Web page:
• 13. First Macro Bank study (1)  Released mid-2009  First test:  Does credit increase?  If not, no credit market failure on volume of credit  Could be that quality of credit is better?  Answer: Yes, total borrowing increases. Thus control group does not get rejected and simply borrow elsewhere.
  • 14. First Macro Bank study (2)  Business expansion?  No, if anything, we see consolidation and reduction of # of employees  Profits increased for men, but not for women  Subjective wellbeing increase?  No, if anything, stress increases and subjective wellbeing decreased by 0.05 standard deviations  (Composite of optimism, calmness, worry, job satisfaction, decision making power and perceived socioeconomic status)  Risk management ability increases?  Formal sector: Yes, purchase of insurance decreases  Informal sector: Yes, ability to borrow informally increases
  • 15. First Macro Bank study (3)  Overall:  Much dissipation  Clearly answer is heterogeneous  Motivated us to start with an earlier question: what do people actually do with the money?
  • 16. New Study: In Depth Loan Use Analysis  Joint with Adam Osman, Yale University  Working with 3 banks in different geographic areas of the Philippines  First Macro Bank (same as prior study)  First Valley Bank  FICO
  • 17. Loan Use Study: 6 Steps  To the Bank on the Application:  What did they tell the bank on the application?  To the Bank at 1st Repayment  What did they tell the bank after they got the loan?  To an Independent Surveyor, Direct Elicitation  2 Weeks Later  Surveyors not known to have any affiliation with bank  To an Independent Surveyor, Indirect Elicitation  Employs “List Randomization” to allow respondent to reveal answers to questions they don’t want to admit openly  To an Independent Surveyor, Measuring Actual Expenditures  Takes into account fungibility of money: Compares treatment to control  (Later: To Independent Surveyor after 3 Months)
  • 18. List Randomization - Concept  Technique to ask questions that people may not be truthful about  Two groups:  One group is given 4 useless statements  Second group is given the same 4 statements as well as the statement of interest  Respondents do not answer each question. Instead, they say say the total number of “true” statements.  We subtract  The difference is the average proportion of respondents who answered “yes” to the statement of interest  Two Statements of Interest:  I used 2,500 pesos or more of my loan to pay down other debt.  I used 5,000 pesos or more of my loan on any single transaction for my household.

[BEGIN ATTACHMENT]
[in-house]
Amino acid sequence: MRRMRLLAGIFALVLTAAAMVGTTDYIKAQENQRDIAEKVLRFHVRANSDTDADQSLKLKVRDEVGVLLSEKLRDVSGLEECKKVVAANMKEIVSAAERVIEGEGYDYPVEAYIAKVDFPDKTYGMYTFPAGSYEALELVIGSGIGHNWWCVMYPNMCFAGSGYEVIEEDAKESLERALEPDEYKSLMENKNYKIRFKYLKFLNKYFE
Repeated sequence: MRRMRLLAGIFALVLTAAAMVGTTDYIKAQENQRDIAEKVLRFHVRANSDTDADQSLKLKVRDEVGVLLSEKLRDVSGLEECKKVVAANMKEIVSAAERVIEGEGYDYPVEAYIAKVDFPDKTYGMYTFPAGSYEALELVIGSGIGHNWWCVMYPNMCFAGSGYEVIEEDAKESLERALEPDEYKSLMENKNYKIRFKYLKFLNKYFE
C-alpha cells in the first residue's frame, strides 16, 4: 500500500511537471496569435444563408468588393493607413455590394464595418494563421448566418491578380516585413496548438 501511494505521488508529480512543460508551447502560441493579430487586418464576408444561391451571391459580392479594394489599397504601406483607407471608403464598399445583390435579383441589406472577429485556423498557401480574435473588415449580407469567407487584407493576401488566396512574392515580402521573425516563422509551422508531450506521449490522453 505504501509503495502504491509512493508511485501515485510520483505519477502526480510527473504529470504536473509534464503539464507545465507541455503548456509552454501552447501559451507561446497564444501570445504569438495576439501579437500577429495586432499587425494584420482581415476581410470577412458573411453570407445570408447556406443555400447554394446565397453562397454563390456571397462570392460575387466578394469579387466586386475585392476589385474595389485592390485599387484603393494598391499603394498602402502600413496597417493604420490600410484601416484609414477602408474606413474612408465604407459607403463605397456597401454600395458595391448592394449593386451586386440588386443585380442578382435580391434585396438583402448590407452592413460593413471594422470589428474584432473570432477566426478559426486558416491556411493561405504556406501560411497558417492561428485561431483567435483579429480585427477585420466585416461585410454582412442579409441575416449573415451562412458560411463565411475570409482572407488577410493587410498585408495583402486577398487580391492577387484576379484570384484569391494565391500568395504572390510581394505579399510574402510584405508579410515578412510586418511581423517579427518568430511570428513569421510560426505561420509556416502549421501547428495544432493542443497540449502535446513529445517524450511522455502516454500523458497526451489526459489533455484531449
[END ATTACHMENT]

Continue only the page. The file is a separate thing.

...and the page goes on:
• 19. List Randomization - Example  How many of the following are true for you: 1. I have visited a hospital in the last six months 2. I have more than 2 siblings 3. I have completed more than one year of post- secondary schooling 4. I am originally from this city 5. (I used 2,500 pesos or more of my loan to pay down other debt)
  • 20. Loan Use - Responses 3.39% 1.96% 32.14% 45.86% 0.00% 5.00% 10.00% 15.00% 20.00% 25.00% 30.00% 35.00% 40.00% 45.00% 50.00% Spent More Than 2500 PHP to Pay Down Other Debt Bank 1st Repayment Survey List 1.69% 3.78% 14.46% 28.11% 0.00% 5.00% 10.00% 15.00% 20.00% 25.00% 30.00% Spent More Than 5000 PHP on a Single HH Transaction Bank 1st Repayment Survey List
  • 21. Loan use – Via Expenditure Survey Asked: “Tell us about all expenditures greater than US$20” 9340 6621 1157 474 8 76 5579 3487 587 323 493 193 0 2000 4000 6000 8000 10000 12000 Total Business HH Educ/Health Ceremonies Debt Repay Mean Aggregate Expenditure Amounts Approved Denied
  • 22. Loan Use – via expenditure survey Asked: “Tell us about all expenditures greater than US$20” 15% 37% 9% 39% Reduced borrowing from other sources Total Business Expenditure over US$20 Total HH Expenditure + Education + Health over US$20 Other (exp under US$20, measurement error, other) 25% 61% 14% Of the funds accounted for, what happened to the loan proceeds? What happened to loan proceeds?
  • 23. Loan Use - Conclusions  Current Results: Borrowers will tell banks one thing and do another Borrowers more truthful to surveyors, but still not entirely truthful Household and debt repayment common use of funds, even for “enterprise” lending
  • 24. Further research: Replication needed  What are patterns of impact?  What models predict these patterns, and will the heterogeneity hold in other settings?  Alternative competitive setting  Importance of understanding informal networks to assess impact of formal
  • 25. Points to remember  Credit not a panacea  Impacts exist, just not universal and pervasive  Using money for  Impact measurement not always possible. Monitoring important.  Does program design and implementation match successful ones  Do clients understand terms, are they informed of options, etc?  Targeting: who is being reached?  Merely tracking changes for clients likely misleading and wasteful.  Further innovation needed  Credit can be inflexible as currently offered  Some want savings, not credit. Some want insurance  Understanding psychology of decision-making critical to design of products.  Tomorrow’s talk by Sendhil Mullainathan
  • 26. Thank you! dean.karlan@yale.edu jzinman@dartmouth.edu http://www.poverty-action.org